Thursday, November 26, 2015

Another Interesting Take on Relativistic Mass

This article in The Guardian reminds us of how fascinating the interrelationship of motion and mass is. You need only reconsider mass from a slightly altered perspective to see why.

Any significant mass, as in the case of a planet, or even a gravitational singularity, can be thought of, it seems to me, as simply a concentration of encapsulated motion objects. Motion and interaction within motion and interaction. The question then becomes what happens to the fabric of space time when such accumulations occur? It certainly must be related to relativistic mass or why would there also be time dilation between an observer going relatively faster than another observer; especially when the first observer approaches a significant percentage of the speed of light?

You also have to keep in mind the way we measure time in the first place, as with the number of oscillations of particular atoms. Simply more movement and interaction within what we have calculated to be the count of such regular movements within arbitrary notations of interval. It seems to me that interval in such systems really is "the space in duration," but space in tension or compression of a sort we haven't figured out quite yet. Or perhaps a consideration of space as something a great deal more complex than simply individual points in a Cartesian coordinate arrangement of more than three or four dimensions.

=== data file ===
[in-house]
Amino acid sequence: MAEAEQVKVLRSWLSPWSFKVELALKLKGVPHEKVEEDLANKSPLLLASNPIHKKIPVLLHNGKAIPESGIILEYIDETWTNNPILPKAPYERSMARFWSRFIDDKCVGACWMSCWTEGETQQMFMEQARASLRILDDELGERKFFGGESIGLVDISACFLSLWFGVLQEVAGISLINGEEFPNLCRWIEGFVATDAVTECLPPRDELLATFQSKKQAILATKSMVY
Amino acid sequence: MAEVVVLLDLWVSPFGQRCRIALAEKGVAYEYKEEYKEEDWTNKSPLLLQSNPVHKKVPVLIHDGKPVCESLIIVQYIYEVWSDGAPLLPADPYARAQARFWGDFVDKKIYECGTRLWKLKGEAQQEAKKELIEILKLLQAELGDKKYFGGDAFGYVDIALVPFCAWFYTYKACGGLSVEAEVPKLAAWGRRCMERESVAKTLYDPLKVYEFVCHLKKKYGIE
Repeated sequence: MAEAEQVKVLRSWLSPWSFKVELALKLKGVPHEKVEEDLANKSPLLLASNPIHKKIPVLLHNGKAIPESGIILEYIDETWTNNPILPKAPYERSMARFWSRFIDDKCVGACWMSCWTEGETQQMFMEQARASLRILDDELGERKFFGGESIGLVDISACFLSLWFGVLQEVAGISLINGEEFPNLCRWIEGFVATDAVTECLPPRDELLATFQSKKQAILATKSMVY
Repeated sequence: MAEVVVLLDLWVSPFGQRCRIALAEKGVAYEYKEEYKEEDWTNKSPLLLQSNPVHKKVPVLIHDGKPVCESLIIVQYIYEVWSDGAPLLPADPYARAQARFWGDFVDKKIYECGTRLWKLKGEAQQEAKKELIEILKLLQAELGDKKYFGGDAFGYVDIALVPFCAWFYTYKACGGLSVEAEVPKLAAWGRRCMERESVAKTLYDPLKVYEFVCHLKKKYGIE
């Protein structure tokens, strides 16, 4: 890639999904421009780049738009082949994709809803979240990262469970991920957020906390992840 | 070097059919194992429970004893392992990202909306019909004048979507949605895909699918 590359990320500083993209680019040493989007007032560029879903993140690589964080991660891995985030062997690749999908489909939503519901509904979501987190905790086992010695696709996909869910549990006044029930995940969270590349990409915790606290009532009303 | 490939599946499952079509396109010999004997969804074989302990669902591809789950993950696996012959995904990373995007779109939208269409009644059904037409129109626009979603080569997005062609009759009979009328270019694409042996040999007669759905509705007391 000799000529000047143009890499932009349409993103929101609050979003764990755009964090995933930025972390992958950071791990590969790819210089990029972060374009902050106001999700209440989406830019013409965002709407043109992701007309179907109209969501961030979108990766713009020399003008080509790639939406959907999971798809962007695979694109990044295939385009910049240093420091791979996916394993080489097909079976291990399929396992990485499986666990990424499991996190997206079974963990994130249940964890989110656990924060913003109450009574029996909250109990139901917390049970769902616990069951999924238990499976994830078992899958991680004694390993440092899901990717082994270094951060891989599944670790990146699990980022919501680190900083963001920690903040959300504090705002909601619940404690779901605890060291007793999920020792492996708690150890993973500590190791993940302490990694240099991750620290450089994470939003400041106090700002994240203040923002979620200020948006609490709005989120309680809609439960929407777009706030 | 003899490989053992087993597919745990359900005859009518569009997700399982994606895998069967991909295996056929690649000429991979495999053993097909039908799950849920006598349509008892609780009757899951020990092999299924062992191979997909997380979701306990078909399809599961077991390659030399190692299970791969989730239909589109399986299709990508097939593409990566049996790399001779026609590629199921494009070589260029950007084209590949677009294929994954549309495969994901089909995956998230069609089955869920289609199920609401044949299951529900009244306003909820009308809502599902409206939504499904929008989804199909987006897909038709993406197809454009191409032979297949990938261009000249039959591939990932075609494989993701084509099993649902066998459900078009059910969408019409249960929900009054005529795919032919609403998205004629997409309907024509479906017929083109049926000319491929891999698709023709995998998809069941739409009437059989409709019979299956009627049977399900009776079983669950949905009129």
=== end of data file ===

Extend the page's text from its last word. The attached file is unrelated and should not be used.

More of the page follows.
For me, as well as my philosophy, a reality is a vector of movement, and interaction, association, which starts from a singular reference point, creating a physical meaning space; which also has to coexist, in some fashion, with the inner meaning space of meaning processors, or sentient beings of one form or another. In this context the entirety is only one thing, with no external boundary. In essence an unbounded process of infinite potential, or infinite inner boundaries, and interactions. A reality vector creates space and interval simply because association along a vector has to be sequential by definition, and the sets of meanings (or new bits of bounded interaction) created along the way, at each arbitrary quantum moment, never go away, they simply allow for the expansion of new meanings. Space is still the one infinite thing it always has been, the only difference is between the meaning sets from quantum moment to quantum moment, along an arbitrary vector, and the limit of information transfer to keep meaning processors interactive with them.

In any case, though, this sort of new evidence serves, once again, to suggest to me that we ought to be spending more money looking into relativistic mass (away from our planet), and a lot less on bashing away at sub atomic particles with ever greater energies. We need to be out in space in a big way anyway, and there is still, in my admittedly non expert opinion, significant question as to the real efficacy, not to mention potential morality, of an approach to inquiry based on violence. The entirety will be the most complex system we will ever come up against and we simply have no right to assume that our very small inputs with colliders will not have large effects we cannot even guess at yet.

Artist's view of the satellites Galileo 5 and 6 being deployed in orbit.

Satellite launch accident provides unexpected test of Einstein’s theory

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